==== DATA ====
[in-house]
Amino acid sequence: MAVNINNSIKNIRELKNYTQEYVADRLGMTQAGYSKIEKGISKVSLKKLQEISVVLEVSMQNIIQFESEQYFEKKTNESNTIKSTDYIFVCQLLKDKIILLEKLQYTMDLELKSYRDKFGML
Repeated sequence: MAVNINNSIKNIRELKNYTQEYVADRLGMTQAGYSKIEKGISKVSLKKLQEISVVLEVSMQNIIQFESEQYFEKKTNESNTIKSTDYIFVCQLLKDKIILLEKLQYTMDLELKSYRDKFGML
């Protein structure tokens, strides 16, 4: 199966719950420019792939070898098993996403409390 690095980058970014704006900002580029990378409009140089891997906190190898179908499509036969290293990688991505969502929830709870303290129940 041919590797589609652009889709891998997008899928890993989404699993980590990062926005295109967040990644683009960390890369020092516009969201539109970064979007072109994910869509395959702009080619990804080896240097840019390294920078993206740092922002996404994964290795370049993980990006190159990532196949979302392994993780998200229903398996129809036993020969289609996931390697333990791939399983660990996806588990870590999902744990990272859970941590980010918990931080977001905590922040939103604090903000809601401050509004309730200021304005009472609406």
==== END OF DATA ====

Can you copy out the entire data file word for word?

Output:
[in-house]
Amino acid sequence: MAVNINNSIKNIRELKNYTQEYVADRLGMTQAGYSKIEKGISKVSLKKLQEISVVLEVSMQNIIQFESEQYFEKKTNESNTIKSTDYIFVCQLLKDKIILLEKLQYTMDLELKSYRDKFGML
Repeated sequence: MAVNINNSIKNIRELKNYTQEYVADRLGMTQAGYSKIEKGISKVSLKKLQEISVVLEVSMQNIIQFESEQYFEKKTNESNTIKSTDYIFVCQLLKDKIILLEKLQYTMDLELKSYRDKFGML
């Protein structure tokens, strides 16, 4: 199966719950420019792939070898098993996403409390 690095980058970014704006900002580029990378409009140089891997906190190898179908499509036969290293990688991505969502929830709870303290129940 041919590797589609652009889709891998997008899928890993989404699993980590990062926005295109967040990644683009960390890369020092516009969201539109970064979007072109994910869509395959702009080619990804080896240097840019390294920078993206740092922002996404994964290795370049993980990006190159990532196949979302392994993780998200229903398996129809036993020969289609996931390697333990791939399983660990996806588990870590999902744990990272859970941590980010918990931080977001905590922040939103604090903000809601401050509004309730200021304005009472609406």